This Is AuburnElectronic Theses and Dissertations

Evaluating Cookery Characteristics, Consumer Acceptability, and Electronic Assessment of Attributes in Ground Beef Patties




Douglas, Savannah

Type of Degree

Master's Thesis


Animal Sciences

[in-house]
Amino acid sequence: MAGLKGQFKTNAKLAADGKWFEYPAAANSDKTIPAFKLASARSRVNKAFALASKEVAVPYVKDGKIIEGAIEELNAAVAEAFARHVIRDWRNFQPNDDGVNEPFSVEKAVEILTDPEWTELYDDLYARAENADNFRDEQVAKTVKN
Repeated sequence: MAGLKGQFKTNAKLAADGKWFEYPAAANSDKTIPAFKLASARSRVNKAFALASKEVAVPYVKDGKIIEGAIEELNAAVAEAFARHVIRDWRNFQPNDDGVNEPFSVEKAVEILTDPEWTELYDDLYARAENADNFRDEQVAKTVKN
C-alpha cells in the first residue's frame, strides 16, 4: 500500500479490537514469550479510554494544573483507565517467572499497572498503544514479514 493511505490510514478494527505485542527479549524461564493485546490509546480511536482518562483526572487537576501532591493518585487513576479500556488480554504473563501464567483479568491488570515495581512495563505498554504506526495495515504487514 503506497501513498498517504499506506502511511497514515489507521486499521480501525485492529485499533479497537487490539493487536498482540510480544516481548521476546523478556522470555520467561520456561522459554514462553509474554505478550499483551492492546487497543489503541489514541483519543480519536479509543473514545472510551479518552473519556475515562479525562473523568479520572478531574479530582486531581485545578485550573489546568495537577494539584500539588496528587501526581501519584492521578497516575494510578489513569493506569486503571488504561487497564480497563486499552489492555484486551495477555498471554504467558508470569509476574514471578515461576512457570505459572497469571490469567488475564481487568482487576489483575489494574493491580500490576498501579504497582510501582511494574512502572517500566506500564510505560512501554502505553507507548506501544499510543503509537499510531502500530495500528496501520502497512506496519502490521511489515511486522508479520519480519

With consumers driving beef demand, attributes such as flavor, wholesome, safe, and affordability remain at the forefront of the meat industry. Three unique studies were created and conducted to evaluate quality attributes of ground beef and are presented throughout this thesis. Consumer friendly technology such as sous vide is growing in popularity and the industry application to use across the foodservice sector is eminent. Additionally, technologies such as electronic nose and electronic tongue provide researchers the ability to analyze sensory components of a meat product without the use of human subjects. The current studies will highlight fresh and cooked characteristics of ground beef patties, explore the impact of adding alternative proteins and cooking method on sensory attributes. Sous vide cookery has gained popularity among in-home and fine dining consumers, yet its application in quick-service settings remains limited. To address this gap, ground beef patties were produced to assess how sous vide cooking time affects moisture, color, and objective tenderness. Patties cooked for 30 minutes exhibited significantly greater cook loss, Allo–Kramer Shear Force (AKSF), and darker color (L*) compared to those cooked for 60 or 90 minutes (p < 0.05). However, internal redness, chroma, hue angle, and red-to-brown values did not vary significantly across cooking times (p > 0.05). This indicates that sous vide cooking duration affects moisture, color, and texture characteristics of ground beef patties prior to grilling. In the second study, ground beef patties were cooked from frozen using various cooking methods. Evaluation of cooked patties show patties cooked on the griddle (GRID) exhibited significantly longer cooking times (p < 0.0001) compared to those cooked in the oven (OVEN) and clam shell (GARL). Additionally, GRID-cooked patties showed the highest percentage of cook loss compared to OVEN (p < 0.0001) and GARL (p = 0.0223). GRID-cooked patties required more Allo-Kramer shear force (p < 0.0001), indicating less objective tenderness compared to OVEN (p < 0.0001) and GARL (p = 0.0988). These findings highlight that the choice of cooking method significantly impacts the cooked characteristics of frozen patties. The final study aimed to evaluate the textural, color, and flavor characteristics, along with volatile compounds, of ground beef patties formulated with varying levels of beef heart inclusion. Patties were prepared with 0%, 6%, 12%, or 18% beef heart, with the remaining meat derived from shoulder clod. Overall, patties with beef heart did not require additional cooking time (p = 0.1325) nor exhibited higher cook loss (p = 0.0803). However, higher beef heart inclusion led to increased hardness (p = 0.0030) and chewiness values (p = 0.0316), deeper internal redness (p = 0.0001), and decreased consumer preference (p = 0.0367). These findings indicate that the inclusion of beef heart alters both the quality characteristics of ground beef and its consumer acceptability. Overall, results from these studies provide new foundational knowledge to an extremely popular consumer meat protein in ground beef that may elicit alternative processing and manufacturing techniques to consider throughout the meat and food industry.